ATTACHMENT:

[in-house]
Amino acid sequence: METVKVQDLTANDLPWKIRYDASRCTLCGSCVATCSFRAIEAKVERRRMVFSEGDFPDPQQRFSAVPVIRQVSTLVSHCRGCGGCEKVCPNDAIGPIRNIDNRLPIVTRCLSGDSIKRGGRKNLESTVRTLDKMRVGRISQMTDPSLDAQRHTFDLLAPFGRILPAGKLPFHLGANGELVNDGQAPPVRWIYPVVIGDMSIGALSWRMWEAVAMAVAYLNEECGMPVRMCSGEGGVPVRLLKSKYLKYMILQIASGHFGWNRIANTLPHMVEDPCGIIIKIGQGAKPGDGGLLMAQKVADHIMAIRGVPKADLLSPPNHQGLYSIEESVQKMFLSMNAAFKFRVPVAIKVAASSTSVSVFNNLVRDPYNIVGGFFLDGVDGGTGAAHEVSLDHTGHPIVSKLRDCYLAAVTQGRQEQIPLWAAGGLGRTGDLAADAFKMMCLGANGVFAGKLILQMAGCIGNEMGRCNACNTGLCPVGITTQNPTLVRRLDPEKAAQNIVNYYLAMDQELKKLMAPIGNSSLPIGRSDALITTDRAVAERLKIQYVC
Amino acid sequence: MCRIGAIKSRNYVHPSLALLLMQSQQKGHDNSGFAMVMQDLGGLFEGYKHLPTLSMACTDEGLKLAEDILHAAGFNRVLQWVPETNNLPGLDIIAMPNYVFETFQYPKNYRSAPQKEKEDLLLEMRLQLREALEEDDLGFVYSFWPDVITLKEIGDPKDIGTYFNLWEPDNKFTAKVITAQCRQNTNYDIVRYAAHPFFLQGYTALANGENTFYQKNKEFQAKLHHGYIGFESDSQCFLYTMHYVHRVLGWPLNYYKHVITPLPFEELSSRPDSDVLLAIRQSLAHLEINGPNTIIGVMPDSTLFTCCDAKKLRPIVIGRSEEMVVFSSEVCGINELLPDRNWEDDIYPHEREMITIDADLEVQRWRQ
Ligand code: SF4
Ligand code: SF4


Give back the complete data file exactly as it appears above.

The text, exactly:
[in-house]
Amino acid sequence: METVKVQDLTANDLPWKIRYDASRCTLCGSCVATCSFRAIEAKVERRRMVFSEGDFPDPQQRFSAVPVIRQVSTLVSHCRGCGGCEKVCPNDAIGPIRNIDNRLPIVTRCLSGDSIKRGGRKNLESTVRTLDKMRVGRISQMTDPSLDAQRHTFDLLAPFGRILPAGKLPFHLGANGELVNDGQAPPVRWIYPVVIGDMSIGALSWRMWEAVAMAVAYLNEECGMPVRMCSGEGGVPVRLLKSKYLKYMILQIASGHFGWNRIANTLPHMVEDPCGIIIKIGQGAKPGDGGLLMAQKVADHIMAIRGVPKADLLSPPNHQGLYSIEESVQKMFLSMNAAFKFRVPVAIKVAASSTSVSVFNNLVRDPYNIVGGFFLDGVDGGTGAAHEVSLDHTGHPIVSKLRDCYLAAVTQGRQEQIPLWAAGGLGRTGDLAADAFKMMCLGANGVFAGKLILQMAGCIGNEMGRCNACNTGLCPVGITTQNPTLVRRLDPEKAAQNIVNYYLAMDQELKKLMAPIGNSSLPIGRSDALITTDRAVAERLKIQYVC
Amino acid sequence: MCRIGAIKSRNYVHPSLALLLMQSQQKGHDNSGFAMVMQDLGGLFEGYKHLPTLSMACTDEGLKLAEDILHAAGFNRVLQWVPETNNLPGLDIIAMPNYVFETFQYPKNYRSAPQKEKEDLLLEMRLQLREALEEDDLGFVYSFWPDVITLKEIGDPKDIGTYFNLWEPDNKFTAKVITAQCRQNTNYDIVRYAAHPFFLQGYTALANGENTFYQKNKEFQAKLHHGYIGFESDSQCFLYTMHYVHRVLGWPLNYYKHVITPLPFEELSSRPDSDVLLAIRQSLAHLEINGPNTIIGVMPDSTLFTCCDAKKLRPIVIGRSEEMVVFSSEVCGINELLPDRNWEDDIYPHEREMITIDADLEVQRWRQ
Ligand code: SF4
Ligand code: SF4